Social justice in end-of-life care
Compared with the general population, people experiencing homelessness are twice as likely to have a long-term health condition; yet, they are frequently excluded and overlooked when it comes to healthcare provision (Care Quality Commission (CQC), 2020). People experiencing homelessness also tend to die young, often in their 40s, without access to palliative care support (CQC, 2017). I still find this statistic shocking every time I read it, and it prompted my masters (Webb, 2015) and PhD research (Webb et al, 2020) in this niche subject.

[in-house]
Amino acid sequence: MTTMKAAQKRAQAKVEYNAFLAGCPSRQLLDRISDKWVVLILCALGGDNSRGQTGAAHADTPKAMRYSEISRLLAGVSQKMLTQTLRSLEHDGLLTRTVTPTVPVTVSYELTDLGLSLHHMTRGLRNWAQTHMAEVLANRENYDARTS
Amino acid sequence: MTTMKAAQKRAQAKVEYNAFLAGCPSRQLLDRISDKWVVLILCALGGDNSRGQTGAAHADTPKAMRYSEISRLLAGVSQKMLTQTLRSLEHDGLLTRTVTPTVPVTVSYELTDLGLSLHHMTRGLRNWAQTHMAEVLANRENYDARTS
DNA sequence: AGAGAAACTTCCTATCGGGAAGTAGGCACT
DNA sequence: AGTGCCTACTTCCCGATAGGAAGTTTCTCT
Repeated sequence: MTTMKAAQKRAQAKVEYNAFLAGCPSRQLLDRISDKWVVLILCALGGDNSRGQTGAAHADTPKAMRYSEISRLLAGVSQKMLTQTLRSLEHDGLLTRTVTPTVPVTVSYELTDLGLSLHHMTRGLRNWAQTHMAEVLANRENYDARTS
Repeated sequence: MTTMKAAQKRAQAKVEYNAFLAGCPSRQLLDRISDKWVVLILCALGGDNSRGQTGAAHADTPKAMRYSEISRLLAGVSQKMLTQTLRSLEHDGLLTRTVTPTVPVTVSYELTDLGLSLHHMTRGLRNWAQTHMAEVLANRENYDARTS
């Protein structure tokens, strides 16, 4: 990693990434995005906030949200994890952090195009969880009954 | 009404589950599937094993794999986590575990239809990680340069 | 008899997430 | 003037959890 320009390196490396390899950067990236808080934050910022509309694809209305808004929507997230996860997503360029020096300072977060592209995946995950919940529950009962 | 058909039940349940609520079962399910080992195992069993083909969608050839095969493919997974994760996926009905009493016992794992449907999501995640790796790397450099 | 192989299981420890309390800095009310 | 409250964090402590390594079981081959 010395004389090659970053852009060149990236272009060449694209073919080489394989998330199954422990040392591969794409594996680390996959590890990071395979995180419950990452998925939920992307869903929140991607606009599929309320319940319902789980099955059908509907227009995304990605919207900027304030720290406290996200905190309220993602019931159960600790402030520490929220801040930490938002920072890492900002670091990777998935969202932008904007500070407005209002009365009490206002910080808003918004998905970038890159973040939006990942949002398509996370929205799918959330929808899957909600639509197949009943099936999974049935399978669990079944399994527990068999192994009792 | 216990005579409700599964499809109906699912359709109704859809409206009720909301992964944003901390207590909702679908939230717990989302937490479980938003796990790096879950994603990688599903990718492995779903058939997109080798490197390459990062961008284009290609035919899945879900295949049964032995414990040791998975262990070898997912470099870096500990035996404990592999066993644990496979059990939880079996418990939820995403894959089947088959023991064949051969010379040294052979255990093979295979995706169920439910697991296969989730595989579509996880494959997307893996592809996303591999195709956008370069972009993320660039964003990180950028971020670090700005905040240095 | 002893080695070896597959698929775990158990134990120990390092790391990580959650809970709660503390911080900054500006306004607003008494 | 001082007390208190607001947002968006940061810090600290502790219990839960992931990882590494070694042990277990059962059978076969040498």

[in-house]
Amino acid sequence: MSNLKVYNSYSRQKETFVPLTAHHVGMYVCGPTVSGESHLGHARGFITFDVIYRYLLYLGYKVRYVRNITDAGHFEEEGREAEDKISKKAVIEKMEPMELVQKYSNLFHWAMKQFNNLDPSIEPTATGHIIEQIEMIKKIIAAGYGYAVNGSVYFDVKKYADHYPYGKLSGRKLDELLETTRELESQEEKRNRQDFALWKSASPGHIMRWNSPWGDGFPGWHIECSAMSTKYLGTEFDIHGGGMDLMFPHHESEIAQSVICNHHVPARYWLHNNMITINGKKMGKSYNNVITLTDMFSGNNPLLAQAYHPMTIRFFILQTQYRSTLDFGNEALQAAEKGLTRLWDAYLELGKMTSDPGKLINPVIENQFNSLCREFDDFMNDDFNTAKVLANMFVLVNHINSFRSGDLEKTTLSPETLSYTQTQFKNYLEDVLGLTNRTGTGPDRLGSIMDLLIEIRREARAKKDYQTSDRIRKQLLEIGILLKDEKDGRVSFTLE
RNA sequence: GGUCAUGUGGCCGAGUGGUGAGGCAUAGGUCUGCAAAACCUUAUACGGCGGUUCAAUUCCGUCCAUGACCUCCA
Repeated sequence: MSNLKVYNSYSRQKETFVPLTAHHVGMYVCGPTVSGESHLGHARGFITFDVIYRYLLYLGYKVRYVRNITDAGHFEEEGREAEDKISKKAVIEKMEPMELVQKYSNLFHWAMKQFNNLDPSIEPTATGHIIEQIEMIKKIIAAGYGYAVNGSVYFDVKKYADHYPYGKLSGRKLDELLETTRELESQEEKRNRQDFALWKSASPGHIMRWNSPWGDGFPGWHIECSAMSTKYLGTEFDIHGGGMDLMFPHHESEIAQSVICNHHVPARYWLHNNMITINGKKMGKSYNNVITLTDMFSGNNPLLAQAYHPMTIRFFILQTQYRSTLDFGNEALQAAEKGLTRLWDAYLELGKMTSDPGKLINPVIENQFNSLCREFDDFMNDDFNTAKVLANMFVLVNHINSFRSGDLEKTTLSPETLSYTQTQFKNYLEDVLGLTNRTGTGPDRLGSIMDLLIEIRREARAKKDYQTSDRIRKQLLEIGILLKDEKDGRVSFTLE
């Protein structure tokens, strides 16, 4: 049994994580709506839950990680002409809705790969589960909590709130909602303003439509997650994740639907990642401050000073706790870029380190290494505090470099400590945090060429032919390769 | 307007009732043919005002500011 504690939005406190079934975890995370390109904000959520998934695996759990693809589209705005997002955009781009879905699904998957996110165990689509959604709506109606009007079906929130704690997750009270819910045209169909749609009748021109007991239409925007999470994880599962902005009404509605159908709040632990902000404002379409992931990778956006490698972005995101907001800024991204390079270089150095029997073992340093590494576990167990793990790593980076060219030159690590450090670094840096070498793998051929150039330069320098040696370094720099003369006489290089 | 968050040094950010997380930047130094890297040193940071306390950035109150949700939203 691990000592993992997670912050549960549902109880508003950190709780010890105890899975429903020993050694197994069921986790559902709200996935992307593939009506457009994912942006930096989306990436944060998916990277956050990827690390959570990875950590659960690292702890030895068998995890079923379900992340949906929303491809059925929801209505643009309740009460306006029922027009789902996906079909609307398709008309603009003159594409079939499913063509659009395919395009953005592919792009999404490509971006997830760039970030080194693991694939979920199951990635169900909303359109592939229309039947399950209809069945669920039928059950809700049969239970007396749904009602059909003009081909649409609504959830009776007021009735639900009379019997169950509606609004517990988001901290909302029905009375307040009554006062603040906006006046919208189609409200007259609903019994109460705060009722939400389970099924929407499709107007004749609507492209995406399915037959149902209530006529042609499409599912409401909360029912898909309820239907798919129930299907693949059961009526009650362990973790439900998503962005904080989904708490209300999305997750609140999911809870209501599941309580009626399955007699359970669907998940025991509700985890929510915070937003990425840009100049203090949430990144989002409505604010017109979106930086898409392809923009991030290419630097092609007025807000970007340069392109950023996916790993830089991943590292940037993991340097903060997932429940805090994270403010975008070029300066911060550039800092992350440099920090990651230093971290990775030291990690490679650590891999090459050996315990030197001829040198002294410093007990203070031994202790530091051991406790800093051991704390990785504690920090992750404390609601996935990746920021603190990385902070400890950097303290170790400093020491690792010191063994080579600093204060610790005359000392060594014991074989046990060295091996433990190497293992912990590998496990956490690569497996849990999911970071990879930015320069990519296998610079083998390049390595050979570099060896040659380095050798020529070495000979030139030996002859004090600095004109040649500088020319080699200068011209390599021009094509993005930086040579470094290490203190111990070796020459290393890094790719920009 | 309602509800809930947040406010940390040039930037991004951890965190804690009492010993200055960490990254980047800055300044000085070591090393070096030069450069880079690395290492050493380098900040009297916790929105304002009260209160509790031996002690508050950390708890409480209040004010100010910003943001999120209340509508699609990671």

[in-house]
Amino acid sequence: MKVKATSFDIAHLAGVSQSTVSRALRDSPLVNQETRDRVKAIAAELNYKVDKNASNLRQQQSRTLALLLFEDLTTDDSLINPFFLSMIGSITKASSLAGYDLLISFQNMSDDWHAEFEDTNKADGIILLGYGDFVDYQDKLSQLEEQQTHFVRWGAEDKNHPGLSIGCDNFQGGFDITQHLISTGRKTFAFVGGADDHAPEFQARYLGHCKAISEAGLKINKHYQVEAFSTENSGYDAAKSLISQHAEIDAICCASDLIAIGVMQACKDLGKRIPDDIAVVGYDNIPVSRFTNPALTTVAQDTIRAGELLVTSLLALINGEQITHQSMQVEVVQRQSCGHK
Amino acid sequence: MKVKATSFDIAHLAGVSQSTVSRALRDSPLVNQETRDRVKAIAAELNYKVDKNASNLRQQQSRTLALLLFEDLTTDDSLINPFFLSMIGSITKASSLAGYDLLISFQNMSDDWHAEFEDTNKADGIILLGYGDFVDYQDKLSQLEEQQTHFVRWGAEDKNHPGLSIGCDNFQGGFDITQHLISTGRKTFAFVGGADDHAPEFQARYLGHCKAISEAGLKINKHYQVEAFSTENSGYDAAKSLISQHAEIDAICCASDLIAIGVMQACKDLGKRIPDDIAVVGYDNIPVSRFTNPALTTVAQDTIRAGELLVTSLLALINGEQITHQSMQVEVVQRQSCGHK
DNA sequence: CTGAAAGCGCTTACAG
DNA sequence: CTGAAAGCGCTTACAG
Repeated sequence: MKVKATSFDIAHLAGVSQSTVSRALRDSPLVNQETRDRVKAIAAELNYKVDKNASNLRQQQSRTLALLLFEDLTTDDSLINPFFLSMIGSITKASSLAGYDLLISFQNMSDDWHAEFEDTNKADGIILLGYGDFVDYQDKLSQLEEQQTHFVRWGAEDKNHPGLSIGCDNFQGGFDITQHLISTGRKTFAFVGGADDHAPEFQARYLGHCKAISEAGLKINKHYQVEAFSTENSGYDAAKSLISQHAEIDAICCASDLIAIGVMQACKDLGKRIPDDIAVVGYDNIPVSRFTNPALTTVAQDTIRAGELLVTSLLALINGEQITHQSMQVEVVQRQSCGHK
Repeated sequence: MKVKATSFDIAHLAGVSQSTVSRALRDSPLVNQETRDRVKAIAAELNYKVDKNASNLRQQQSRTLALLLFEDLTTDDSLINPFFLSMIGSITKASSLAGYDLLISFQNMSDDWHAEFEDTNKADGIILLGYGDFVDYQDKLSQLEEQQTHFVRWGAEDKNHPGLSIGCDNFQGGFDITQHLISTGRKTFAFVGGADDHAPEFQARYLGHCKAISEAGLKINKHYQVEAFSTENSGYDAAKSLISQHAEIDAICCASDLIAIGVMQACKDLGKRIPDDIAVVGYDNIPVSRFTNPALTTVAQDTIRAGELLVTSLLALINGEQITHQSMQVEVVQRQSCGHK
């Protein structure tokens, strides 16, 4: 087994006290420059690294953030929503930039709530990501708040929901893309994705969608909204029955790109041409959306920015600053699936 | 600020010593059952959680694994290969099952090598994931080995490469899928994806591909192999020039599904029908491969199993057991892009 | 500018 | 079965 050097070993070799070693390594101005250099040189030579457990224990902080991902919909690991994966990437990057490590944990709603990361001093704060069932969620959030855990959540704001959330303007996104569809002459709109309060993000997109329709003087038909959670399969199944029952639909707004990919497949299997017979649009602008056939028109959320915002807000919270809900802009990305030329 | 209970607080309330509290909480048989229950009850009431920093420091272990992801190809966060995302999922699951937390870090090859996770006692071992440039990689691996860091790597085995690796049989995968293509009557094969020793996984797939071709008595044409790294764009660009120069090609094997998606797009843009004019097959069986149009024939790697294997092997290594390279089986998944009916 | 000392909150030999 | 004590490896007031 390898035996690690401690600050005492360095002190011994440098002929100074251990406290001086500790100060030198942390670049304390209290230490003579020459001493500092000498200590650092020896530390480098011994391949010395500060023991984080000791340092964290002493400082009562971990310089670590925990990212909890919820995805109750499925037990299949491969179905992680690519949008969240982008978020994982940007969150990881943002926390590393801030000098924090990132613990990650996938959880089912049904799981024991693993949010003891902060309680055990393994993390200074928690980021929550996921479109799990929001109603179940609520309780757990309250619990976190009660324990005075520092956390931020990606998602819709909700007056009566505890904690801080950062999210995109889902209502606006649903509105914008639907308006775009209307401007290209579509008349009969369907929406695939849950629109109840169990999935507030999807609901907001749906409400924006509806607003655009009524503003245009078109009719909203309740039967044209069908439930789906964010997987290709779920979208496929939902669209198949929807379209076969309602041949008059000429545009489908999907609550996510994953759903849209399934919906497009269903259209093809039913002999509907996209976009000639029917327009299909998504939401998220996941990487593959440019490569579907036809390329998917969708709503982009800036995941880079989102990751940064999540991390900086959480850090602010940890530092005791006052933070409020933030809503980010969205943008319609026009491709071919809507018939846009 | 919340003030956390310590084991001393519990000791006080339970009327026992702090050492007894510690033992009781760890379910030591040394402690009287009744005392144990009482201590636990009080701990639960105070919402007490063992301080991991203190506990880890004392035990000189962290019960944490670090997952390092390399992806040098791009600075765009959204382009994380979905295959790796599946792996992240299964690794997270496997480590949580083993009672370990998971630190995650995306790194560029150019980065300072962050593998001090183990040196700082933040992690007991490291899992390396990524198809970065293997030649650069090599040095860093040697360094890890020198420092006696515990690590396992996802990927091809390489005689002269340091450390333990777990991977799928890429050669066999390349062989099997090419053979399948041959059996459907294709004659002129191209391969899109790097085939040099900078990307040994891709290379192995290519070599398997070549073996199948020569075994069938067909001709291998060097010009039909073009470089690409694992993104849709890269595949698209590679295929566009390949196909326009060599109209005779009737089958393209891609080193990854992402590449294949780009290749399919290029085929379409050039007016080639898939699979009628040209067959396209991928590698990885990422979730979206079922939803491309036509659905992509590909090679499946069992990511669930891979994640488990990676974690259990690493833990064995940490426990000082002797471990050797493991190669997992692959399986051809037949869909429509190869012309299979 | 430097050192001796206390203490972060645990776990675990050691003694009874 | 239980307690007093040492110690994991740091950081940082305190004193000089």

The findings of my doctoral research revealed that homeless people fear needing care more than they fear death itself and so would rather ‘drop dead suddenly’ than receive a palliative diagnosis and need personal care (Webb et al, 2020). However, without a palliative diagnosis, it is difficult for people experiencing homelessness to access traditional palliative care services and support. They tend to fall through the cracks in the system, which means that they often die in hostels or in emergency departments. Worse still, some die in shop doorways and on park benches, alone and with very little dignity. Further, finding it difficult to trust people, those experiencing homelessness need to feel comfortable with caregivers or helpers at the end of life (Webb et al, 2020). They want to be somewhere that they can truly be themselves, where they do not feel judged or misunderstood. Simply put, when approaching the end of life, people experiencing homelessness are more likely to want to be cared for in the familiar hostel setting (Webb et al, 2020).
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